Welcome to the site of the Motorcycle Riders' Association of South Australia.
The MRASA is the recognised voice for motorcycling with the Government.
Please visit our about page for
more information on what the MRASA is about.
Proposed changes to the GLS - 12 November 2020
2017 saw a spike in motorcyclist deaths on South Australian Roads. The Labor Government sought to revise
the existing graduated licencing scheme (GLS) as a mechanism to reduce the numbers. Motorcycling advocacy
groups were consulted, and a resolution was devised to adopt many recommendations in a CASR report that
had already been tabled. No action was taken for all of 2018, which could be attributed to a change in
Government. Minister Wingard met with the MRA in early 2019 to discuss the plans on the GLS changes.
Draft legislation changes were well underway at that time. |
Due to a lack of action, the MRA met with the shadow minister and a private member's bill was tabled in
Parliament mid-2019. This also failed to cause minister Wingard to introduce the new legislation to Parliament.
Following the death of a 19-year-old rider in November 2019 the Government again announced proposed legislation
changes, but to no avail.
Moving forward another 12 months and on 12 November 2020 Road Safety Minister Vincent Tarzia announced he
would be introducing a bill of proposed new laws. This comes 3 years after the 2017 statistics were spiralling
out of control. We will wait to see how the bill progresses, and if these new measures will have any impact on
fatalities and serious injuries. Here is a summary of the proposed changes to the GLS.
Restrictions on age, towing, transmission type, alcohol and time of day have been introduced or tightened.
Of particular note is the lifting of the minimum age to 18, which falls in line with Victorian legislation,
and makes SA equal highest in minimum age to have a motorcycle licence. The MRA does NOT support this change.
Raising the minimum age has been introduced in other jurisdictions and has not been shown to reduce the number
of motorcyclist fatalities. A 2019 survey on increasing the minimum age in SA revealed only 36% support from
both the public and the riding community.
- RAISING the minimum age for a learner's permit from 16 to 18 (16 if living in regional SA and travelling for
education, work or sport, and 17 if holding a provisional car licence).
- BANNING passengers, vehicle towing and riding between midnight and 5am unless exempt, regardless of holding
any other licence, while on a learner's permit.
- INCREASING the minimum age for an R-date licence - the equivalent of a provisional licence - from 17 to 19
while ensuring a learner's permit is held for at least 12 months.
- PROHIBITING alcohol, irrespective of holding any other licence, while on an R-date licence.
- RESTRICTING riders who tested on automatic transmission motorcycles to those bikes only.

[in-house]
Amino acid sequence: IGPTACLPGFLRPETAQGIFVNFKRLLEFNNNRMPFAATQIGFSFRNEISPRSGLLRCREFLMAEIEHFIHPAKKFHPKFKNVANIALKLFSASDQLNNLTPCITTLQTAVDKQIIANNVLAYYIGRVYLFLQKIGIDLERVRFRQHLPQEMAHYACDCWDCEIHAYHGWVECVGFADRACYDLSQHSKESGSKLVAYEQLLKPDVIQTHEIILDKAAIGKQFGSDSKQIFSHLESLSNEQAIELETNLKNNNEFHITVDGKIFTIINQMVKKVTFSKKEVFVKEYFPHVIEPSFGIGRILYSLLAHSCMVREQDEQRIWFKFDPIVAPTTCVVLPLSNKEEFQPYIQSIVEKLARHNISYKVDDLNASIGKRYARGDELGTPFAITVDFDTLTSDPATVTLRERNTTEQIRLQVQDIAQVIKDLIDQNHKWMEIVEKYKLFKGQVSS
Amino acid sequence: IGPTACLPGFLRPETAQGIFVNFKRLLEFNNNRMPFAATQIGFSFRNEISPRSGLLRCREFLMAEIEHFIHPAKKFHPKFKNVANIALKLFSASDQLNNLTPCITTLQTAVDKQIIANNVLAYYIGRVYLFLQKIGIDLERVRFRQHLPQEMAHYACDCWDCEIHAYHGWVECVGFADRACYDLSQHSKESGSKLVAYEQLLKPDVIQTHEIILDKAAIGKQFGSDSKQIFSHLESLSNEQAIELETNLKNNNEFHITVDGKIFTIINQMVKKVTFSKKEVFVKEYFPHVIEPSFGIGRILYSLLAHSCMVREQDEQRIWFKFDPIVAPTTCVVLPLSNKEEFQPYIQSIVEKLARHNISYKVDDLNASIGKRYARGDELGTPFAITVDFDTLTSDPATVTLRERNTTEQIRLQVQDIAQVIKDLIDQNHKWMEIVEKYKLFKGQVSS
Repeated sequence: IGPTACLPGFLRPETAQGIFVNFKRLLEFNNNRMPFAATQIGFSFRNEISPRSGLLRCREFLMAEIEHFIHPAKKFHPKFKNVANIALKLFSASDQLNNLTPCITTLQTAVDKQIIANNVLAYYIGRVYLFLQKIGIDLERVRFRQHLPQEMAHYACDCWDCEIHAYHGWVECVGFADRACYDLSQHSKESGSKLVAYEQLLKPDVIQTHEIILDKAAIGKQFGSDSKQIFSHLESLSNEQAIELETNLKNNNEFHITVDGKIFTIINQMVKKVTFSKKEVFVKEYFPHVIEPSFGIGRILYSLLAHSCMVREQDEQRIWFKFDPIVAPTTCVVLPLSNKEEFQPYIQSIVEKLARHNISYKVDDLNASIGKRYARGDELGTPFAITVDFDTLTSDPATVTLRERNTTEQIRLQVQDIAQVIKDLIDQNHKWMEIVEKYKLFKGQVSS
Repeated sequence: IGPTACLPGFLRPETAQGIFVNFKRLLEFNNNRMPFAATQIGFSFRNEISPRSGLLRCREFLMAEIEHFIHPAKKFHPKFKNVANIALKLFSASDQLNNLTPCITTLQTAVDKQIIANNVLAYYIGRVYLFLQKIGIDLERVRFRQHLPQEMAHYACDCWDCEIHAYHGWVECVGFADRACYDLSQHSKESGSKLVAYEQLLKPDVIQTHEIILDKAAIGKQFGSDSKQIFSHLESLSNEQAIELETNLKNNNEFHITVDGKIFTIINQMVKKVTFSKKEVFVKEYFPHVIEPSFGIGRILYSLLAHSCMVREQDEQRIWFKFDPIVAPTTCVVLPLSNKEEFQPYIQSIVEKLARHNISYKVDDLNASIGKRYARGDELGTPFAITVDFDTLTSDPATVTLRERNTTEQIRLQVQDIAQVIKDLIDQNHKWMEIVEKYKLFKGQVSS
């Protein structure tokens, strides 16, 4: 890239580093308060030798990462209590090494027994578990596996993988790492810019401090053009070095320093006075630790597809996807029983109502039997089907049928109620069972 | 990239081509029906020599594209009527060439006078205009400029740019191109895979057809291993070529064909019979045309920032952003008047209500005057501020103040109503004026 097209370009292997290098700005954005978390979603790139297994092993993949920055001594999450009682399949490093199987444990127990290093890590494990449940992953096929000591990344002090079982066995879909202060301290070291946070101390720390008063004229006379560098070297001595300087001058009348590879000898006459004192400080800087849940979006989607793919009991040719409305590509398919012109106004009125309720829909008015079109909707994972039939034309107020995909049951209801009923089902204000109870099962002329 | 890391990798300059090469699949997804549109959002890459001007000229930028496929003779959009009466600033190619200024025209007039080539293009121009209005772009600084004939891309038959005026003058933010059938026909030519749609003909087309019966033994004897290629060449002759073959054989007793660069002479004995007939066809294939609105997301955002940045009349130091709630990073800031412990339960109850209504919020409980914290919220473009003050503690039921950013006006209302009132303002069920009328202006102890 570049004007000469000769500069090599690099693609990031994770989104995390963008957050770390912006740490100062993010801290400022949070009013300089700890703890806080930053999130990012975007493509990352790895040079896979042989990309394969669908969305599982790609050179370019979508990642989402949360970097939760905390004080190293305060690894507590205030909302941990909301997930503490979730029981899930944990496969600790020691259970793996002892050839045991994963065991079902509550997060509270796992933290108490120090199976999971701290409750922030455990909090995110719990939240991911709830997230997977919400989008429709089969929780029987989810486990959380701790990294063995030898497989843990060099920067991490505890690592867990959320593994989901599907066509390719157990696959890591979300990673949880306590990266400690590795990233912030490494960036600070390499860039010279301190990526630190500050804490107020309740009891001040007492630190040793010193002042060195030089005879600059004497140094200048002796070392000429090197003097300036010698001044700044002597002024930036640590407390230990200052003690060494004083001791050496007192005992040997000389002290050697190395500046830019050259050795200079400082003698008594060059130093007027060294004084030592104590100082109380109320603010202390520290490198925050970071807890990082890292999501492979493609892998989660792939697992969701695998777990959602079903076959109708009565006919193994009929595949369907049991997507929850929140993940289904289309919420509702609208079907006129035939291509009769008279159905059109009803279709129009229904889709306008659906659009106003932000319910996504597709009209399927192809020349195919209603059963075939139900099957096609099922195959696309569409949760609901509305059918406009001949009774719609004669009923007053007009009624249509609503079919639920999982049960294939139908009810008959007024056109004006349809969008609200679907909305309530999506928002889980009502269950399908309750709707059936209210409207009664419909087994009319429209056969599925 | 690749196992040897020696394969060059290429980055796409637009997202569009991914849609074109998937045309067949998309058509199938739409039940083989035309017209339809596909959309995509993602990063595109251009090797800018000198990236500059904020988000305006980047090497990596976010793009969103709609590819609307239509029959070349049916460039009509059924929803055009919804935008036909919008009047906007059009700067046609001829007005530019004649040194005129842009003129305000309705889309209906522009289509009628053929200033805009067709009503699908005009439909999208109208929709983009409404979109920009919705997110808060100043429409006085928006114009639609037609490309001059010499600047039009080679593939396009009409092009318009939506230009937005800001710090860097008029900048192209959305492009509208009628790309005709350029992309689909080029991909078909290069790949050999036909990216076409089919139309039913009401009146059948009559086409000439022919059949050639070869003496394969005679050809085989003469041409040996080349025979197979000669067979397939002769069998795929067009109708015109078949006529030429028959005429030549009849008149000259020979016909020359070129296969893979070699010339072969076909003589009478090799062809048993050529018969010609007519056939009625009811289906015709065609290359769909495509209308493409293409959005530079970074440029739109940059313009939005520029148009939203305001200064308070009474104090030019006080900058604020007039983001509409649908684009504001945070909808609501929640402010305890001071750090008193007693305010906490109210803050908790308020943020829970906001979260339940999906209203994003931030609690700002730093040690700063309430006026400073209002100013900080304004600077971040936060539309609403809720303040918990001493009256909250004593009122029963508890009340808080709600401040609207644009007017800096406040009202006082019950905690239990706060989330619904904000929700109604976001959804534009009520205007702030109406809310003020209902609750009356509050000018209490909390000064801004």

The MRA would like to see the rider training system overhauled, with a view to creating a new generation of
riders who are less prone to risk taking and have better knowledge of riding principles and skills. We would
like the Government to support MotoCAP and actively promote riders to make better choices with regards to
The MRA has been actively involved in road safety in South Australia. Our involvement and submissions to the
Road Safety Strategy to 2031 and Infrastructure SA (2019) clearly define mechanisms and strategies that will
assist in road safety and hopefully reduce fatalities and serious injuries in our state.
Here is the related article written by Road Safety Officer Ebi Lux in
response to Minister Tarzia's proposal.
This will be published in the December Centrestand magazine.
MRASA Adelaide Toy Run 2020
The MRASA is pleased to announce that the Annual TOY RUN will be held on Sunday December 13th 2020.
Here is our Toy Run Media Release.|
★ Due to SA Health's Covid-19 restrictions there will be:
★ Victoria Park will be open to collect toys and other donations (non-perishable food for hampers
and cash donations for the Vinnies) from 8am and 12 noon.
- NO mass gathering at Victoria Park,
- NO mass ride up to Callington and also
- NO fair at the Callington Oval.
★ All riders are invited to come to Victoria Park on the day for a Drop and Go, and then go for a ride with your mates.
To comply with requirements Covid Marshals will be present. Collection points will have hand sanitiser available
and we encourage social distancing. If you stop at Victoria Park for longer than 15 minutes, you are required to record
your name and phone number on our Covid-19 register.
★ Coast FM Outside Broadcast unit on site.
We are working on the following:
For more details go to the Toy Run Page.
If you have a question, first check out the Toy Run Frequently Asked Questions page.
If you still have a question, please contact the Toy Run Coordinator.
- Covid-19 Toy Run t-shirts, badges, and a free Covid-19 Toy Run sticker.
- A virtual Show and Shine with a trophy up for grabs.
- Country drop-off points at Vinnies shops.
South Australia's Road Safety Strategy to 2031 - Public Consultation
The Government is developing a new Road Safety Strategy in the hope to reduce lives lost and serious injuries on our roads.
The strategy will guide decisions and investment, with a focus on the safe movement of people throughout the State.
Whether you drive, ride, are a pedestrian or passenger, you have the opportunity to shape the actions needed to
enable us to travel and interact safely on our roads. |
Community consultation is now open. Every road user in South Australia has an opportunity to provide input